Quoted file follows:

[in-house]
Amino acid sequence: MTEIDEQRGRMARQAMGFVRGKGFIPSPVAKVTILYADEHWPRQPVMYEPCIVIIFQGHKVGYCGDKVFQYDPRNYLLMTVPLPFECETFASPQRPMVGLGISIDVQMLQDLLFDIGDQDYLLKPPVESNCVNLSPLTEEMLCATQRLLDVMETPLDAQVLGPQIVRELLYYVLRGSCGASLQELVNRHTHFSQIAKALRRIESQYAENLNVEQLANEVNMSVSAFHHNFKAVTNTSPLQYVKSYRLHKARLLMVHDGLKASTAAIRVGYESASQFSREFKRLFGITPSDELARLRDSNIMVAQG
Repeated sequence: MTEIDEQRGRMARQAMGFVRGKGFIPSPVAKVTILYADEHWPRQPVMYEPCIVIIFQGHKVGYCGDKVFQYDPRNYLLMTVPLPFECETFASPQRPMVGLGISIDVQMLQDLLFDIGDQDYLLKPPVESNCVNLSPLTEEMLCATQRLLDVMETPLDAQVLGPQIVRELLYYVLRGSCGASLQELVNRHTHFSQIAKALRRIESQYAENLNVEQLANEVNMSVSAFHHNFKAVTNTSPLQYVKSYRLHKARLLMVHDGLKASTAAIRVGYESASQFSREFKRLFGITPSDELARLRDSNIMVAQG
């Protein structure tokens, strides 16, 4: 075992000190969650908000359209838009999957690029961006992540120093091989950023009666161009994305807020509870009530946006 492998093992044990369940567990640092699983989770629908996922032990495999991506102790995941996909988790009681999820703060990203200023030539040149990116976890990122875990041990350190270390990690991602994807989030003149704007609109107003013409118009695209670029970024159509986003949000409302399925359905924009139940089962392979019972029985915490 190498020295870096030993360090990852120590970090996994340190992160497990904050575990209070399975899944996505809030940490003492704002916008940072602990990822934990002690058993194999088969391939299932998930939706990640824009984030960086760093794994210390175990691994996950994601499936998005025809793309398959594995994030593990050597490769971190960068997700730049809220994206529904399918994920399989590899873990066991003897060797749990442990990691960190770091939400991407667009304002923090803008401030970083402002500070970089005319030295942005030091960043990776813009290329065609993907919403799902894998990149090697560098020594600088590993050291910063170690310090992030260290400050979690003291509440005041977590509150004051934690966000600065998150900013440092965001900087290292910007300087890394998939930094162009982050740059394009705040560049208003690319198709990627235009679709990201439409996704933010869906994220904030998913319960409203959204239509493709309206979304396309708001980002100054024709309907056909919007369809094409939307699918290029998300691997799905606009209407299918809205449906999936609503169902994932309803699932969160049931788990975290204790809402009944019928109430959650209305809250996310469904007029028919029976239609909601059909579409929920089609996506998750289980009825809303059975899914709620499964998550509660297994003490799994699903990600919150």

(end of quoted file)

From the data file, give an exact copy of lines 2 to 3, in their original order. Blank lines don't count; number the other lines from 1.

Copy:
Amino acid sequence: MTEIDEQRGRMARQAMGFVRGKGFIPSPVAKVTILYADEHWPRQPVMYEPCIVIIFQGHKVGYCGDKVFQYDPRNYLLMTVPLPFECETFASPQRPMVGLGISIDVQMLQDLLFDIGDQDYLLKPPVESNCVNLSPLTEEMLCATQRLLDVMETPLDAQVLGPQIVRELLYYVLRGSCGASLQELVNRHTHFSQIAKALRRIESQYAENLNVEQLANEVNMSVSAFHHNFKAVTNTSPLQYVKSYRLHKARLLMVHDGLKASTAAIRVGYESASQFSREFKRLFGITPSDELARLRDSNIMVAQG
Repeated sequence: MTEIDEQRGRMARQAMGFVRGKGFIPSPVAKVTILYADEHWPRQPVMYEPCIVIIFQGHKVGYCGDKVFQYDPRNYLLMTVPLPFECETFASPQRPMVGLGISIDVQMLQDLLFDIGDQDYLLKPPVESNCVNLSPLTEEMLCATQRLLDVMETPLDAQVLGPQIVRELLYYVLRGSCGASLQELVNRHTHFSQIAKALRRIESQYAENLNVEQLANEVNMSVSAFHHNFKAVTNTSPLQYVKSYRLHKARLLMVHDGLKASTAAIRVGYESASQFSREFKRLFGITPSDELARLRDSNIMVAQG